The state of Ohio hopes to be the 16th state to eliminate the so-called "pink tax.” Lawmakers from both sides of the aisle are coming together and reintroducing legislation that includes an amendment that would repeal the sales tax on feminine hygiene products.
Republican Rep. Niraj Antani, R-Dayton, and Democratic Rep. Brigid Kelly, D-Cincinnati, reintroduced the “pro family” and “pro women” amendment that would make tampons and sanitary pads tax free.
Last year, the Ohio House of Representatives passed a bill that included an amendment that removed the tax on feminine hygiene products. However, the bill failed to move in the Ohio Senate and died at the end of 2018.
For the most part, the bill would revise sales tax issues for small businesses but it includes an amendment "to exempt from sales and use tax tampons and other feminine hygiene products associated with menstruation."
The tampon tax has been mischaracterized by some as a luxury tax. As of 2018, 36 states collect sales tax from necessary menstrual items, according to Weiss-Wolf’s organization Period Equity. Sales tax on these products vary and are based on the state’s tax code.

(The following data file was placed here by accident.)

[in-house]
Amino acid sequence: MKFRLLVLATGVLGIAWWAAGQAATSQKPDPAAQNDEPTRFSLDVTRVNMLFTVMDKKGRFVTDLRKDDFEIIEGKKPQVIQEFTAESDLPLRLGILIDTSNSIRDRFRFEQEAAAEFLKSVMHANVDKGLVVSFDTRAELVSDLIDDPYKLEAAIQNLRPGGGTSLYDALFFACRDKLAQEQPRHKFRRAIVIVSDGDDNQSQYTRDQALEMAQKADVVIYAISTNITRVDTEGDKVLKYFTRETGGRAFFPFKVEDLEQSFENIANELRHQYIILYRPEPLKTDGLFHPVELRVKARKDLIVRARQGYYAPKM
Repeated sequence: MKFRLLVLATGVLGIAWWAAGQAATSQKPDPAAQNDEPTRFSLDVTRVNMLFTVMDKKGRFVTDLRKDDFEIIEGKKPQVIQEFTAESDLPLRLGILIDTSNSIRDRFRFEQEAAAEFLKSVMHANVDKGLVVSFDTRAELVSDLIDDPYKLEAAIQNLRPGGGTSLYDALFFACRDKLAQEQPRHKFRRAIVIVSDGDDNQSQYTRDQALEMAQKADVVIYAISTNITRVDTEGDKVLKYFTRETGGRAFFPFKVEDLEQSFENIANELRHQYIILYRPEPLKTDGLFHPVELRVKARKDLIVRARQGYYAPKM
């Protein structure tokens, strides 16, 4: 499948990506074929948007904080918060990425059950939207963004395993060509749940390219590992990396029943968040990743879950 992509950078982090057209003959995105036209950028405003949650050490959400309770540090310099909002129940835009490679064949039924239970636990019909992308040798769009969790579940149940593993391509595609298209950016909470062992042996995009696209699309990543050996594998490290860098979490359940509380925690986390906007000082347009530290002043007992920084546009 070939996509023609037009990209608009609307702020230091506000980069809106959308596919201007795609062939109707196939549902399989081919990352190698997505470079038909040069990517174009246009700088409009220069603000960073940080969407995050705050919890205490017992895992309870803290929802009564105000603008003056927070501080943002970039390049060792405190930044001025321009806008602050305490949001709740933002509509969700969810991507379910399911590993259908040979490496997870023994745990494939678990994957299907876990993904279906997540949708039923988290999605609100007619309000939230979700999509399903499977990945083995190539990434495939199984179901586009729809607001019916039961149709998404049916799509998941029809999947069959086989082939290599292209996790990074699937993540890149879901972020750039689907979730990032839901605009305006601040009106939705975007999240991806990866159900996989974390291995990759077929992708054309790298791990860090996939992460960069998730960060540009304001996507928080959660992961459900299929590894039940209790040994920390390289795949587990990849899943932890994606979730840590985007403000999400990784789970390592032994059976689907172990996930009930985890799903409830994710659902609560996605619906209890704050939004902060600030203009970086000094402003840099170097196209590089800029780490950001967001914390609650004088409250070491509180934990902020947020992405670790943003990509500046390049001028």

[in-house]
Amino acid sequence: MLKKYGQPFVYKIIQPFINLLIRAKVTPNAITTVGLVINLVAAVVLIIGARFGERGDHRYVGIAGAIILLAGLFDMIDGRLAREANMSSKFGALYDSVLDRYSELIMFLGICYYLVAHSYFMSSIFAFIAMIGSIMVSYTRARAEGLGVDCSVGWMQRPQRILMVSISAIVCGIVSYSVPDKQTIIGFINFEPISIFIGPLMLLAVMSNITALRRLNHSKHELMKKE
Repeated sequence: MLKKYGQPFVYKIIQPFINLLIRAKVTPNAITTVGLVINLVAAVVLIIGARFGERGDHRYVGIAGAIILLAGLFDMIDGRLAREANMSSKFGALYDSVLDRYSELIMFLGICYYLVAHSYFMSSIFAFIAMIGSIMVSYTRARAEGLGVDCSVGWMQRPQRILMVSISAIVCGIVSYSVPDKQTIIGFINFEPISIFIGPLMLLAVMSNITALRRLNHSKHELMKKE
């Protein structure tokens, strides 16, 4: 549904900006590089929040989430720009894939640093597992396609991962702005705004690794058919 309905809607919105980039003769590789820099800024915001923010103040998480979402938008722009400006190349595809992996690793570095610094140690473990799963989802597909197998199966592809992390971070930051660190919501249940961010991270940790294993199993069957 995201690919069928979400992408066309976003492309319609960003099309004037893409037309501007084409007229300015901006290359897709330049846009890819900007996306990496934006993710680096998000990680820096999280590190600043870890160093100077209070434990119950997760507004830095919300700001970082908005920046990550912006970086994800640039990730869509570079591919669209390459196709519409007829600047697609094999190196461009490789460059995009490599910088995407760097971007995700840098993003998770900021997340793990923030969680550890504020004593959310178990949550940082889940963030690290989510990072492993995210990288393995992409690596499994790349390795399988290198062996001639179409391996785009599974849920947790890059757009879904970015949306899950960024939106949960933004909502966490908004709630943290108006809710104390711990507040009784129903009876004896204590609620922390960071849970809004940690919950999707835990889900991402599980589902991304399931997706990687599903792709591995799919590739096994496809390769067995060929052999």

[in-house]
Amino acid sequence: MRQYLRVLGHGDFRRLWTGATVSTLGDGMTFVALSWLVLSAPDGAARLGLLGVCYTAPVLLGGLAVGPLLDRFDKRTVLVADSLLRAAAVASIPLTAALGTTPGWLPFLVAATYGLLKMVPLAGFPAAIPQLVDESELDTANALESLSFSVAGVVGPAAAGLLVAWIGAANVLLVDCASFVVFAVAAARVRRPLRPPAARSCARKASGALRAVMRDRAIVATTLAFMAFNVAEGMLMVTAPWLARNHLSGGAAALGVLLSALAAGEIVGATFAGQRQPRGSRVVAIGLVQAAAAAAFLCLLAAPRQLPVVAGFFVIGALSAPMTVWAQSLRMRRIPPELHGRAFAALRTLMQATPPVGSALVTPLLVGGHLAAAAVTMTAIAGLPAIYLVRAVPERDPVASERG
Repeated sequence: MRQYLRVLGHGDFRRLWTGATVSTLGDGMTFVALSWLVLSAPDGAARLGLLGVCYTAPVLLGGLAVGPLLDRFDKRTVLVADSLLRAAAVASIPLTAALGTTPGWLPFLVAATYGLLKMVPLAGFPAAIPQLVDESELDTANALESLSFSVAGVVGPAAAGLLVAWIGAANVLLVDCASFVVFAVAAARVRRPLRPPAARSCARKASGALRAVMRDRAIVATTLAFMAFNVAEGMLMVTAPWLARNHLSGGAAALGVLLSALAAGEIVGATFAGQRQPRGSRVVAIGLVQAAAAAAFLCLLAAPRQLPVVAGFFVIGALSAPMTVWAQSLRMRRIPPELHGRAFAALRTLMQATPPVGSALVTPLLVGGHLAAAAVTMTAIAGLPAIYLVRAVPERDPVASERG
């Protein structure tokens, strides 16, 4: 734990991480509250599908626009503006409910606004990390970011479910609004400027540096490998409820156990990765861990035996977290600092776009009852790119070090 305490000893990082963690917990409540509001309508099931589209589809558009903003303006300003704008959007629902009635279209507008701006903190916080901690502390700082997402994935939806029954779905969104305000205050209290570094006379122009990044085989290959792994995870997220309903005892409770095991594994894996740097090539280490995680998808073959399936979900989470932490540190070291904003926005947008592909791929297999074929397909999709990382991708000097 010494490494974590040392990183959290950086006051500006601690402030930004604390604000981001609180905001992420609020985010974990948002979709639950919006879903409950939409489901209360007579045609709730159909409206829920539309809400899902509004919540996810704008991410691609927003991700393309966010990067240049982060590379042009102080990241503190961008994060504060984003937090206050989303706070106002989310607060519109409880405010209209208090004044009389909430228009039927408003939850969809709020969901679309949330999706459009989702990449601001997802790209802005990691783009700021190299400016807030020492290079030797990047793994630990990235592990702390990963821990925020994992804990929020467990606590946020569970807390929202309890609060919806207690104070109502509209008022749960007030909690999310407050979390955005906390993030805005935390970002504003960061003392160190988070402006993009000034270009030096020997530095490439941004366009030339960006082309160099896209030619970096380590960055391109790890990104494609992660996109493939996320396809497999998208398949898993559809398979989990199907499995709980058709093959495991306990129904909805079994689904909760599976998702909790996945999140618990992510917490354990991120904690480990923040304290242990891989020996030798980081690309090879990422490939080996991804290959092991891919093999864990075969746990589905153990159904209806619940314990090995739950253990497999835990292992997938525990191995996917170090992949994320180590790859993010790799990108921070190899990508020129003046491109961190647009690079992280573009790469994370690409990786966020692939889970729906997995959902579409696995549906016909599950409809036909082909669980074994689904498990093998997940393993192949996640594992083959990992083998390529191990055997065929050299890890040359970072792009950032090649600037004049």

According to a legislative analysis, Ohio women pay $4 million a year in state taxes on feminine hygiene products. What’s more, the average woman will spend $11,000 in her lifetime on these items.
In a press conference last week, Antani told reporters that other hygiene items such as toothpaste are tax free and “the fact that feminine hygiene products are not, frankly, is discriminatory.”
"These are medically necessary products that women and families in our communities need, and we think this is a good common-sense step to making them more accessible," Kelly added.
A companion bill that also exempts tax on disposable baby diapers has been added by Kelly.